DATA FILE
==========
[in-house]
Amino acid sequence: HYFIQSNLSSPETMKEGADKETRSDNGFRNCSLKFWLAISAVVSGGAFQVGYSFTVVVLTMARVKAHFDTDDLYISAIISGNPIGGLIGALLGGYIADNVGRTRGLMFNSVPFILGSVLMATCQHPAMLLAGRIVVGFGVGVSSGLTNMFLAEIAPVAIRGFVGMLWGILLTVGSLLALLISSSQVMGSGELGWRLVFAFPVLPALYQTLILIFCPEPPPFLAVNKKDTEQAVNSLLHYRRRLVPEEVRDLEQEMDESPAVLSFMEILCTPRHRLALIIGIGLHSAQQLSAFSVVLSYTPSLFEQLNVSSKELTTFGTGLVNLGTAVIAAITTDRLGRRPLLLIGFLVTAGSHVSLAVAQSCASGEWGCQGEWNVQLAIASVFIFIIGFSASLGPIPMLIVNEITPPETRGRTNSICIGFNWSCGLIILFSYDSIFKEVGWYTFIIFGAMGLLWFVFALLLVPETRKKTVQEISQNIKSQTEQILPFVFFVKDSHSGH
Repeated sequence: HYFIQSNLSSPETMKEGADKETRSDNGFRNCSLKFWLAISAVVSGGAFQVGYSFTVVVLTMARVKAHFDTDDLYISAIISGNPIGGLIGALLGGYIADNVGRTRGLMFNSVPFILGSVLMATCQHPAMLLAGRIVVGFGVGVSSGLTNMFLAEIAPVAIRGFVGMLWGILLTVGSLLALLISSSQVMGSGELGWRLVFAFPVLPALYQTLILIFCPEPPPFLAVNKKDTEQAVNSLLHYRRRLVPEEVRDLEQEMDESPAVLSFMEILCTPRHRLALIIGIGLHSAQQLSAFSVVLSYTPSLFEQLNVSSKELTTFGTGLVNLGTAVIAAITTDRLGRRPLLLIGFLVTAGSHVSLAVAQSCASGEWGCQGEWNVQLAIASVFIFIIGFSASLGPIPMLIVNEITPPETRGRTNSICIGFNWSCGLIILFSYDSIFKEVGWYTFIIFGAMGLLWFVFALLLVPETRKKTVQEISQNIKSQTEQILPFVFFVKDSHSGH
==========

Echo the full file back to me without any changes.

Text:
[in-house]
Amino acid sequence: HYFIQSNLSSPETMKEGADKETRSDNGFRNCSLKFWLAISAVVSGGAFQVGYSFTVVVLTMARVKAHFDTDDLYISAIISGNPIGGLIGALLGGYIADNVGRTRGLMFNSVPFILGSVLMATCQHPAMLLAGRIVVGFGVGVSSGLTNMFLAEIAPVAIRGFVGMLWGILLTVGSLLALLISSSQVMGSGELGWRLVFAFPVLPALYQTLILIFCPEPPPFLAVNKKDTEQAVNSLLHYRRRLVPEEVRDLEQEMDESPAVLSFMEILCTPRHRLALIIGIGLHSAQQLSAFSVVLSYTPSLFEQLNVSSKELTTFGTGLVNLGTAVIAAITTDRLGRRPLLLIGFLVTAGSHVSLAVAQSCASGEWGCQGEWNVQLAIASVFIFIIGFSASLGPIPMLIVNEITPPETRGRTNSICIGFNWSCGLIILFSYDSIFKEVGWYTFIIFGAMGLLWFVFALLLVPETRKKTVQEISQNIKSQTEQILPFVFFVKDSHSGH
Repeated sequence: HYFIQSNLSSPETMKEGADKETRSDNGFRNCSLKFWLAISAVVSGGAFQVGYSFTVVVLTMARVKAHFDTDDLYISAIISGNPIGGLIGALLGGYIADNVGRTRGLMFNSVPFILGSVLMATCQHPAMLLAGRIVVGFGVGVSSGLTNMFLAEIAPVAIRGFVGMLWGILLTVGSLLALLISSSQVMGSGELGWRLVFAFPVLPALYQTLILIFCPEPPPFLAVNKKDTEQAVNSLLHYRRRLVPEEVRDLEQEMDESPAVLSFMEILCTPRHRLALIIGIGLHSAQQLSAFSVVLSYTPSLFEQLNVSSKELTTFGTGLVNLGTAVIAAITTDRLGRRPLLLIGFLVTAGSHVSLAVAQSCASGEWGCQGEWNVQLAIASVFIFIIGFSASLGPIPMLIVNEITPPETRGRTNSICIGFNWSCGLIILFSYDSIFKEVGWYTFIIFGAMGLLWFVFALLLVPETRKKTVQEISQNIKSQTEQILPFVFFVKDSHSGH